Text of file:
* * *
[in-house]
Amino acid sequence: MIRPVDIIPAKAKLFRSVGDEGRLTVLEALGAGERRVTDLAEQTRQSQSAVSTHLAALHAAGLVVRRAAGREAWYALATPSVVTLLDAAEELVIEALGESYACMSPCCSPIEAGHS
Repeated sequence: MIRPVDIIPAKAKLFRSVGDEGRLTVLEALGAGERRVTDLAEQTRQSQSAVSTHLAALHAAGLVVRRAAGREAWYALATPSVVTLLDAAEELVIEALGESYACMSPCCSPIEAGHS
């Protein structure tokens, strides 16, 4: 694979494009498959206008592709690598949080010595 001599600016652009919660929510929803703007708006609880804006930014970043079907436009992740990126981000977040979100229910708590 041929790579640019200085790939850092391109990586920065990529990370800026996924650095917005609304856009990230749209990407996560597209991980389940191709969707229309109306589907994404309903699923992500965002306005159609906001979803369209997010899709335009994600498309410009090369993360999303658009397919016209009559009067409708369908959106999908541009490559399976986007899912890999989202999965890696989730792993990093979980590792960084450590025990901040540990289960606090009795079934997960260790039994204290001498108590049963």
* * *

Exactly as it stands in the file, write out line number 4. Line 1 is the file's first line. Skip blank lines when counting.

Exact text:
């Protein structure tokens, strides 16, 4: 694979494009498959206008592709690598949080010595 001599600016652009919660929510929803703007708006609880804006930014970043079907436009992740990126981000977040979100229910708590 041929790579640019200085790939850092391109990586920065990529990370800026996924650095917005609304856009990230749209990407996560597209991980389940191709969707229309109306589907994404309903699923992500965002306005159609906001979803369209997010899709335009994600498309410009090369993360999303658009397919016209009559009067409708369908959106999908541009490559399976986007899912890999989202999965890696989730792993990093979980590792960084450590025990901040540990289960606090009795079934997960260790039994204290001498108590049963």